Publication: Monitor Volume: 6 Issue: 69

On March 29, Russia’s Foreign Affairs Ministry notified Georgia that the Russian side is prepared immediately to hold negotiations on two sets of military issues: implementation of the Organization for Security and Cooperation summit’s resolutions regarding Russian forces in Georgia and, coupled with that, issues of bilateral military cooperation as well as “providing a legal basis” for the Russian bases in Georgia. The Russian side designated Ilya Klebanov, a deputy prime minister responsible for the military industry, as head of the Russian delegation to the talks with Georgia. A twenty-two-strong delegation of Russian General Staff officers was to arrive in Tbilisi on April 3 for a week-long round of talks. The agenda was to include the immediate handover to Georgia of fourteen Russian military installations, out of a list of forty-four installations drawn up last year by the two defense ministries.

On April 3, however, the Russian side decided to postpone the talks without advance notice, explanation, or a substitute date. One would-be justification, coyly suggested by the Russian side, was Georgia’s insistence on her right to take over a certain Russian military airport. That unnamed airport is almost certainly Vaziani, part of a Russian military base which represents a latent security threat to nearby Tbilisi. The OSCE’s November 1999 summit’s decisions require Russia to evacuate the Vaziani and Gudauta bases by mid-2001 and to settle with Georgia, within the same timeframe, the future of the two other Russian bases–those of Batumi and Akhalkalaki.

The Russian side seems set to challenge the OSCE’s decisions by interpreting them in its own way. Because those decisions form part of the Treaty on Conventional Forces in Europe, Moscow claims that it is obligated only to remove from Georgia the hardware and manpower limited by that treaty. It asserts that it may retain the bases themselves, their fixed installations and the Russian forces on those bases within CFE ceilings. Moscow is ready to hand over to Georgia only some disused installations and some of the numerous civilian facilities attached to Russian bases. Those installations, now in a ruined state, consist mainly of Soviet-era housing, schools and health facilities for the military and the dependent families. The Russians insist specifically on retaining the Vaziani and Gudauta bases and airports, on the pretext that these facilities serve the needs of Russian troops stationed elsewhere in Georgia. Moscow claims that Gudauta is indispensable to Russian “peacekeeping” in Abkhazia and that Vaziani is just as indispensable to supplying the Russian bases in Batumi and Akhalkalaki. As regards the latter two bases, Moscow proposes to discuss legalizing them in a status-of-forces treaty with Georgia, rather than their evacuation. As a sweetener, Moscow proposes to sign with Georgia a military cooperation treaty whereby Russia would help arm and equip the Georgian forces.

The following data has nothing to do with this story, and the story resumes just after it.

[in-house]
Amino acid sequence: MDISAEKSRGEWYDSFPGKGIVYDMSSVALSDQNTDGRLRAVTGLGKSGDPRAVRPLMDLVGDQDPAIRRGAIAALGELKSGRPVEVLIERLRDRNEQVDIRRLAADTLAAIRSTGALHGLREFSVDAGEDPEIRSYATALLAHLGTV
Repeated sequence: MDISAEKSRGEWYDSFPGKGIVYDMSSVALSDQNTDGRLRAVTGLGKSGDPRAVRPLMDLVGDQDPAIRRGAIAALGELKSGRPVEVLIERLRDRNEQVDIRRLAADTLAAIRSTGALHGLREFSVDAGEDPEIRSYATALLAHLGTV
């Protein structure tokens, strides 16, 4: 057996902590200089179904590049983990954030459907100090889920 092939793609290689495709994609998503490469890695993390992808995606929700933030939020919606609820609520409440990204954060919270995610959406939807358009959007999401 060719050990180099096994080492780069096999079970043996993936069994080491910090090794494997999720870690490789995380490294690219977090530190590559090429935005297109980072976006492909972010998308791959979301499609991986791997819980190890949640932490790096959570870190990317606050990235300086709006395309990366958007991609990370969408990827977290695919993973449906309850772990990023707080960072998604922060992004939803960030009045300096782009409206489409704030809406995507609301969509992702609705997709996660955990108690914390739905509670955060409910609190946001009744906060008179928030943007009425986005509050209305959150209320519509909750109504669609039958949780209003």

The Georgian government does not accept negotiations on these terms. Tbilisi adheres to the OSCE summit’s decisions which require Russia to vacate Vaziani and Gudauta. The summit conference, moreover, clearly indicated support for Georgia’s goal to rid herself of the Batumi and Akhalkalaki bases as well. Russia’s offer of “military cooperation” with Georgia may have been topical in 1994-95 when first made, and when Georgia was internationally isolated. But those offers are a nonstarter at present, when Georgia has military cooperation programs well underway with Western countries and Turkey and plans to apply for consideration as a candidate for NATO by 2005. Moscow’s handling of the military talks with Georgia presage–as in the case of Moldova–pressures on the unwilling host country and a test for the OSCE (Itar-Tass, Prime-News, Kavkasia-Press, March 29-30, April 3-4; see the Monitor, November 22, 1999, February 9; Fortnight in Review, December 3, 1999, January 21).

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